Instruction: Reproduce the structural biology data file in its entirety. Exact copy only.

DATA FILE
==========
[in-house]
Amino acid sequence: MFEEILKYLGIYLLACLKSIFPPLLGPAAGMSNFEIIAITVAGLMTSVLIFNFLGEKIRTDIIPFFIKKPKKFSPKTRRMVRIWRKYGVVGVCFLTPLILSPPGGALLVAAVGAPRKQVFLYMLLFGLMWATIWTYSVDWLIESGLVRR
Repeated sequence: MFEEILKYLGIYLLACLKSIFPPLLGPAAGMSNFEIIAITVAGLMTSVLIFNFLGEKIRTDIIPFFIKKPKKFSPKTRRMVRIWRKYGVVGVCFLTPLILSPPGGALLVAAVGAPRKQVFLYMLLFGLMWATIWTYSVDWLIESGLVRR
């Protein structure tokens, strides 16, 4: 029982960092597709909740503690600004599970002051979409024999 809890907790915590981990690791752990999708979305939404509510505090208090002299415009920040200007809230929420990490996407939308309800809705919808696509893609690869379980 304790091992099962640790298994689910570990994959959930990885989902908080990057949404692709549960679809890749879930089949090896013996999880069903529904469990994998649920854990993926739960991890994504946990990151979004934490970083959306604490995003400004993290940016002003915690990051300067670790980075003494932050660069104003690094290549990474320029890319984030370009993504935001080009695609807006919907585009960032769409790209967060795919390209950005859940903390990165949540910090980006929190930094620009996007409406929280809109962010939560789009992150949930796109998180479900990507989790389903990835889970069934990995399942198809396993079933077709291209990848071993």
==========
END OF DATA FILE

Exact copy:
[in-house]
Amino acid sequence: MFEEILKYLGIYLLACLKSIFPPLLGPAAGMSNFEIIAITVAGLMTSVLIFNFLGEKIRTDIIPFFIKKPKKFSPKTRRMVRIWRKYGVVGVCFLTPLILSPPGGALLVAAVGAPRKQVFLYMLLFGLMWATIWTYSVDWLIESGLVRR
Repeated sequence: MFEEILKYLGIYLLACLKSIFPPLLGPAAGMSNFEIIAITVAGLMTSVLIFNFLGEKIRTDIIPFFIKKPKKFSPKTRRMVRIWRKYGVVGVCFLTPLILSPPGGALLVAAVGAPRKQVFLYMLLFGLMWATIWTYSVDWLIESGLVRR
């Protein structure tokens, strides 16, 4: 029982960092597709909740503690600004599970002051979409024999 809890907790915590981990690791752990999708979305939404509510505090208090002299415009920040200007809230929420990490996407939308309800809705919808696509893609690869379980 304790091992099962640790298994689910570990994959959930990885989902908080990057949404692709549960679809890749879930089949090896013996999880069903529904469990994998649920854990993926739960991890994504946990990151979004934490970083959306604490995003400004993290940016002003915690990051300067670790980075003494932050660069104003690094290549990474320029890319984030370009993504935001080009695609807006919907585009960032769409790209967060795919390209950005859940903390990165949540910090980006929190930094620009996007409406929280809109962010939560789009992150949930796109998180479900990507989790389903990835889970069934990995399942198809396993079933077709291209990848071993």